Now, spiritual practitioners also claim that you can think your way to good health. While this seems like a bogus statement, it might not be entirely false. Think positive emotions can lead to the up-regulation of Immunoglobulin A (IgA). This principal antibody class acts as an important first line of defence. This is in contrast to cortisol secretion due to the stress arising from negative thoughts, which is detrimental to not just physical but overall well-being.

Positive thoughts also lead to the release of happy hormones such as dopamine and serotonin. When you engage in positive action, your brain’s reward centre is fired up, and more dopamine is released. As a result of your brain being full of happy reward chemicals, you feel a sense of well-being and your mood improves. This makes your perspective about your external reality better and happier, and all that happens because you start with a positive thought.

Read More: 10 Mood Boosters That Are Absolutely Free

Another indirect benefit of practising the law of attraction is its connection to spirituality. Spirituality is known to be associated with benefits such as reduced stress, better health, lower depression and better overall well-being. Considering the law of attraction as a spiritual practice can help experience the benefits of spirituality as well. 

Read More: The Psychology Behind Attraction

Parallels could also be drawn between the law of attraction and cognitive-behavioural therapy (CBT). Just like CBT, the primary goals of practising the law of attraction are to challenge one’s negative self-talk and replace it with more positive self-talk and affirmations. This positive self-talk provides us with a newfound confidence, which leads us to take more risks, notice more opportunities, and open ourselves up to new possibilities. 

Nevertheless, practising the law of attraction is not entirely harmful. So, why not try it this year?

Some tips to incorporate the practice of the Law of Attraction this year 

  1. Journaling and self-reflection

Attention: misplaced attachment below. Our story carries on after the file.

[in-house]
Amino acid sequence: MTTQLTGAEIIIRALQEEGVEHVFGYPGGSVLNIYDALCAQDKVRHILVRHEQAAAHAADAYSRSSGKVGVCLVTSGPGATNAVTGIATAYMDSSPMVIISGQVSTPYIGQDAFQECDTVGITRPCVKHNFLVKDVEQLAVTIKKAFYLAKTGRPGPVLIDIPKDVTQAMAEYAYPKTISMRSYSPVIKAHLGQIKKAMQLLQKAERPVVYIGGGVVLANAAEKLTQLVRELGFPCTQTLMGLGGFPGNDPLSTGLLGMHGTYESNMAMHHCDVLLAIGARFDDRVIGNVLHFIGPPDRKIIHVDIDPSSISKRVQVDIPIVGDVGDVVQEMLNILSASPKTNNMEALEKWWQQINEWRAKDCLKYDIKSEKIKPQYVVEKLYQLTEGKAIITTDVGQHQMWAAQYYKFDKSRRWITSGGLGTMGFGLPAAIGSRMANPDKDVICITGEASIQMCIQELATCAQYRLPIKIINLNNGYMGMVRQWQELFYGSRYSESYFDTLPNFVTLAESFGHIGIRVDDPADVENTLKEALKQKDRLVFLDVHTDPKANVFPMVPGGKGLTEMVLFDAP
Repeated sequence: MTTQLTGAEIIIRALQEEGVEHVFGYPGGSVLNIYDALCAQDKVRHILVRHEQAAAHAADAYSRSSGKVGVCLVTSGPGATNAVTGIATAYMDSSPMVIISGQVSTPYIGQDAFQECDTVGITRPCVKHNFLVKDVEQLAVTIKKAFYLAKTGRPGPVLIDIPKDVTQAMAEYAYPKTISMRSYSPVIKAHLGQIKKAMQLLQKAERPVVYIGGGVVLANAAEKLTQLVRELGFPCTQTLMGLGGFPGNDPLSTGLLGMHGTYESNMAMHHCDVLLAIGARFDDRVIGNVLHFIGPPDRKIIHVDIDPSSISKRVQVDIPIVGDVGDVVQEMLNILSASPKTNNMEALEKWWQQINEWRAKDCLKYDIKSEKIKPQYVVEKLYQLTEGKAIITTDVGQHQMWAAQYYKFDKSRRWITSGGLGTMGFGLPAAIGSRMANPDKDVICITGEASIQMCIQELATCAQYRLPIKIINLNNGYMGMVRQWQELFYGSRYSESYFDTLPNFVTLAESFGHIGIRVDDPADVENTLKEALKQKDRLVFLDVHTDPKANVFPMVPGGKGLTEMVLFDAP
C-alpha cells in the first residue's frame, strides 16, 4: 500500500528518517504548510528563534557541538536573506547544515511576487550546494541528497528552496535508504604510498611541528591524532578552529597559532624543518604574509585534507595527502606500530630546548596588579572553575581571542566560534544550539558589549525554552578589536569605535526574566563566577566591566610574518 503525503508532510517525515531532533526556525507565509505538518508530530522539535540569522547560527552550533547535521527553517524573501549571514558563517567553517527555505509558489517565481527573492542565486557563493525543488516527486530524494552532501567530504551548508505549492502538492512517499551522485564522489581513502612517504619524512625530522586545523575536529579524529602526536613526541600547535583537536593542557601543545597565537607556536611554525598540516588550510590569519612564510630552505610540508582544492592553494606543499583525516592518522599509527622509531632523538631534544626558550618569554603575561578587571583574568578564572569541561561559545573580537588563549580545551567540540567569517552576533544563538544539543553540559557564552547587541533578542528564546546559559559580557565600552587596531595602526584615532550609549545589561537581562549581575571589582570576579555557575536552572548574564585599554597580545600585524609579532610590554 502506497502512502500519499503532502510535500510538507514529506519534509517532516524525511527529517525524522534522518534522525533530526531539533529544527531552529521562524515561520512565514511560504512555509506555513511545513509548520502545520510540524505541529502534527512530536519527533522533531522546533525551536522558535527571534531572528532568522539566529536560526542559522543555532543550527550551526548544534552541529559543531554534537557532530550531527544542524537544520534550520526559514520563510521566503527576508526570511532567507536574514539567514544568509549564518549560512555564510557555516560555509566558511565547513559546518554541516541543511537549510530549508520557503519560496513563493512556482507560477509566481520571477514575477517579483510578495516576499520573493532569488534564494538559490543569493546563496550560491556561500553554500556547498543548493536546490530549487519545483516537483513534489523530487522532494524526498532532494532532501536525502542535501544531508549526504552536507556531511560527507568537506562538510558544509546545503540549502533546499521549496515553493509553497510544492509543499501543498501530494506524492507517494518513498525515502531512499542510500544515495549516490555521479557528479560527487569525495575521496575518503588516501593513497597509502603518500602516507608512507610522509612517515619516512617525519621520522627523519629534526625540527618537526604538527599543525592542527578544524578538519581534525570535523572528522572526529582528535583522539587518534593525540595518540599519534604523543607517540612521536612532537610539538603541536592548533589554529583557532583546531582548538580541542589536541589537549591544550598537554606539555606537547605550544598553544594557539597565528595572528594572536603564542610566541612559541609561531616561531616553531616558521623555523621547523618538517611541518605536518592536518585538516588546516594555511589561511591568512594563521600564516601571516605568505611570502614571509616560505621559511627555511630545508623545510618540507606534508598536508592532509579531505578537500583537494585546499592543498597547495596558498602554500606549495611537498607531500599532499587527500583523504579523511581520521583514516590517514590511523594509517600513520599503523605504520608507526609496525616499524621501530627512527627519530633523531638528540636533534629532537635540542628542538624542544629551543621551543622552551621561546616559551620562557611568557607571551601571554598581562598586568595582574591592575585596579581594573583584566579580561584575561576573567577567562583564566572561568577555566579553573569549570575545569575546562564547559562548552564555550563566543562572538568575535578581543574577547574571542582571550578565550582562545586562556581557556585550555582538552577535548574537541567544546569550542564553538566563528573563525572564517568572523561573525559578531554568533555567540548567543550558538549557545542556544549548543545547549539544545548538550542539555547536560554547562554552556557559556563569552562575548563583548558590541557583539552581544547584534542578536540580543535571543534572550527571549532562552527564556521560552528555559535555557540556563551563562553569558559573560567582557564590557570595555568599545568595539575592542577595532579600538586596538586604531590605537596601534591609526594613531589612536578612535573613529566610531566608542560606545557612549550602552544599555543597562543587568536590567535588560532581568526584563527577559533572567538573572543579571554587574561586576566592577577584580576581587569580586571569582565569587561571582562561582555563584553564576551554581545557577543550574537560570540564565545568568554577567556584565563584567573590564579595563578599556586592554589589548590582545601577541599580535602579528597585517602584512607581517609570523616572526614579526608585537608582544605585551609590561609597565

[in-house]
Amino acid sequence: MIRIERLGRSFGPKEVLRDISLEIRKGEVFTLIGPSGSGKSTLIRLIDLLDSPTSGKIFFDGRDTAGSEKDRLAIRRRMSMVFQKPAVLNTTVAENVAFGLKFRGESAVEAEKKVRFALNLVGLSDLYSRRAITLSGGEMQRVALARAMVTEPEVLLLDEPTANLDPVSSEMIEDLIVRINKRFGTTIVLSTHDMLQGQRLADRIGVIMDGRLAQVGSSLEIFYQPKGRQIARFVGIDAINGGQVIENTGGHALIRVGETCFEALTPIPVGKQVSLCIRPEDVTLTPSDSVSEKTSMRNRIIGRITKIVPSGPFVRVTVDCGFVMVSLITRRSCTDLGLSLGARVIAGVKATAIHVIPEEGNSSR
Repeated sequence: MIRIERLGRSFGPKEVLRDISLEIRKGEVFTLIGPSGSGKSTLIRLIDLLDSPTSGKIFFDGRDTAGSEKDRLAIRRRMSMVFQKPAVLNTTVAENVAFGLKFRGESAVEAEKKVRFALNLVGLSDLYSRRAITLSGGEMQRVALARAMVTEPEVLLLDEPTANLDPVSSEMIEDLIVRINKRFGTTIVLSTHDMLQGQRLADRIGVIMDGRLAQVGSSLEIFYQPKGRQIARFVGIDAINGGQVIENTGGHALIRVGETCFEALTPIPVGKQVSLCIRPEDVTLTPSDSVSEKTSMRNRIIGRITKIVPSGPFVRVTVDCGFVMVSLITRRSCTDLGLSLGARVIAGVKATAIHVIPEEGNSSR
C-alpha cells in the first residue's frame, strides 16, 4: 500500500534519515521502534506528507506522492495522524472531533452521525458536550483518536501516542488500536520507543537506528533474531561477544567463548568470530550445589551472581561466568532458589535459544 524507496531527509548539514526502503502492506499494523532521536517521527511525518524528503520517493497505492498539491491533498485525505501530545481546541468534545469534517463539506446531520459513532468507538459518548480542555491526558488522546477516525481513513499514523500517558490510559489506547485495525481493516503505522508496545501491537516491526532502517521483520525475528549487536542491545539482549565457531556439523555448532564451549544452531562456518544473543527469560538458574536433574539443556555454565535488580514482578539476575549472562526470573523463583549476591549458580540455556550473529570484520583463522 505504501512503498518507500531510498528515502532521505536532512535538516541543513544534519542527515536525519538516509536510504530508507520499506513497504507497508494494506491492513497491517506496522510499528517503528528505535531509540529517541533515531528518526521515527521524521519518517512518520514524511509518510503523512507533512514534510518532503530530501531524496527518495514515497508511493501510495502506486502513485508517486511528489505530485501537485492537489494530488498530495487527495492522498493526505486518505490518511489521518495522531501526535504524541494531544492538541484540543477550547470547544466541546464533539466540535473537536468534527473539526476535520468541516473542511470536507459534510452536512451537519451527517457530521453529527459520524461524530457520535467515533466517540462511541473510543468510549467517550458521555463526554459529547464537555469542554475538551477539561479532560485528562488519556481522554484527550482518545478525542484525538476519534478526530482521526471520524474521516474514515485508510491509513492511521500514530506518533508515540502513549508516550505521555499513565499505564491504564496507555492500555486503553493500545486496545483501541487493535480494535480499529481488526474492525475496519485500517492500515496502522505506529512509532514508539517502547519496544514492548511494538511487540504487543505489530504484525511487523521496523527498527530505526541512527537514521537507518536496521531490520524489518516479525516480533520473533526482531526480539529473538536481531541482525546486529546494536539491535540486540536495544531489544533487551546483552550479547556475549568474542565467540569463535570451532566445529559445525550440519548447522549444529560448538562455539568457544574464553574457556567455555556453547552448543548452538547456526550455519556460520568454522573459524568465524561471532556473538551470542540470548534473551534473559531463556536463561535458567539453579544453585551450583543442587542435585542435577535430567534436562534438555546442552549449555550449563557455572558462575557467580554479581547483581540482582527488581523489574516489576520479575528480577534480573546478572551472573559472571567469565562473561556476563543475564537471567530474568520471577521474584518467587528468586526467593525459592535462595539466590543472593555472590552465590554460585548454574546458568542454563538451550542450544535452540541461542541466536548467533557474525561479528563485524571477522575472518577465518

2. Identifying short-term and long-term goals 
  3. Making vision boards
  4. Practicing acceptance and gratitude 
  5. Practicing positive self-talk and affirmations 
  6. Visualization  
  7. Imagining that you already have what you want

Read More: The Power of Breathwork

Despite its potential benefits, the pitfalls of the law of attraction should also be considered. One major pitfall is that people might rely completely on their thoughts and not take inspired action. In some cases, no action can produce effects. However, positive thoughts coupled with positive actions give the best outcomes. Another pitfall of this phenomenon is that people tend to shame and blame themselves if their desires do not manifest, or worse, they get to experience negative outcomes. One of the sub-laws of the law of attraction counters this pitfall. The law of delicate balance reminds people that it is normal to have bad days and setbacks occasionally. It is suggested that you look at such experiences as learning opportunities, instead of failures. 

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References +
  • Dispenza, J. (2017). Becoming supernatural: How common people are doing the uncommon. Hay House.
  • Greenberg, E. (2023, July 4). A psychological approach to the “Law of Attraction”. Psychology Today.
  • Kat, S. (2023, July 30). What neuroscience says about manifestation – Sarah Kat – Medium. Medium.
  • Scott, E., PhD. (2022, November 7). What is the law of attraction? Verywell Mind.
  • Singh, A. A. (2020, October 13). The mystery and science behind the law of attraction. Forbes.
  • Perry, E. (2023, February 22). What is the Law of Attraction? 7 ways to use it. BetterUp.

Happy Manifesting!